Math tutoring programs: one size doesn't fit all
Math tutoring programs--such as those offered by Kumon, Sylvan, and other tutoring centers, can be an excellent way to help your child catch up or keep up in math. I've compiled some information about these programs and some questions for you to ask before your child gets started.
What to look for in a math tutoring program
Because math is a cumulative subject (for example, everything will be hard if you don't master the multiplication tables), the first component of a good program includes diagnostic "testing."
That doesn't have to mean a miserable two hours of test-taking, but it might. A highly skilled tutor who understands both math and teaching will be able to figure out what your child knows and what he or she may have missed during their first few sessions together. However, most programs have a standard test that they use to find out what your child didn't learn so they can fill in the gaps.
Learning styles and math
As the field of math education continues to develop, some best practices in math education have emerged. Look for programs that offer hands-on math experience and that approach the subject from a variety of angles. You want to find a program or tutor who can show your child how to apply math in interesting ways and, ideally, who can connect the subject to existing interests (math is part of baseball, cooking, drawing, and lots more, but most people never think about the connections).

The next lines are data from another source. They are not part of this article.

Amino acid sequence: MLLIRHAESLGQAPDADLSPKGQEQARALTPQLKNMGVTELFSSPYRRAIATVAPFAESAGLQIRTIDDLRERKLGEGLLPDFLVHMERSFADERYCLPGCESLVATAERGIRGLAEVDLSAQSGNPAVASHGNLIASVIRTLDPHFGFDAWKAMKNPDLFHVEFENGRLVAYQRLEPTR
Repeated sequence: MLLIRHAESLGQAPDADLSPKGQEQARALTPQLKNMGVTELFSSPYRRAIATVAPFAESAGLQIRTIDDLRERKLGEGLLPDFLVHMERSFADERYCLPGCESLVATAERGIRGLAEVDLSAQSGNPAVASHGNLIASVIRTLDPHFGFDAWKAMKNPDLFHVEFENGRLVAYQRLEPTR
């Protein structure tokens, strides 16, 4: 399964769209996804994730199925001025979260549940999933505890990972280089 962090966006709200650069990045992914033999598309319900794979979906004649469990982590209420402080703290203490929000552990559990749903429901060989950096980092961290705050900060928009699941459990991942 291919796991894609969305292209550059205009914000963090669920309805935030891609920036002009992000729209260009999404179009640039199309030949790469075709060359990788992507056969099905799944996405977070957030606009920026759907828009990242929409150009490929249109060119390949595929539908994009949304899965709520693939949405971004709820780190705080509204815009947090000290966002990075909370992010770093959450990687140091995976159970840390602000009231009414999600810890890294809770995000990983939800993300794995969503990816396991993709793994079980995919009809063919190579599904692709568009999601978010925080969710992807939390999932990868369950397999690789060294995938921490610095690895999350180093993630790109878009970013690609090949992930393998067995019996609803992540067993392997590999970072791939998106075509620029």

Children have many learning styles. Some process information by listening, others by seeing, and many by doing (this is hands-on, or kinesthetic, learning). A truly great tutor will suss out your child's learning strengths and use them to help him develop strong skills in math.
Questions to ask before you begin
Before you sign on with a math tutoring program, ask a few questions:
1. How does your diagnostic testing process work?
2. What do you do to ensure the program suits children's specific learning styles?
3. How do you keep math interesting and relevant for kids?
4. How does your program measure and celebrate success?
This is just a starting point. I've compiled lots of information on this site, so click around until you feel ready to get your child the help he or she needs.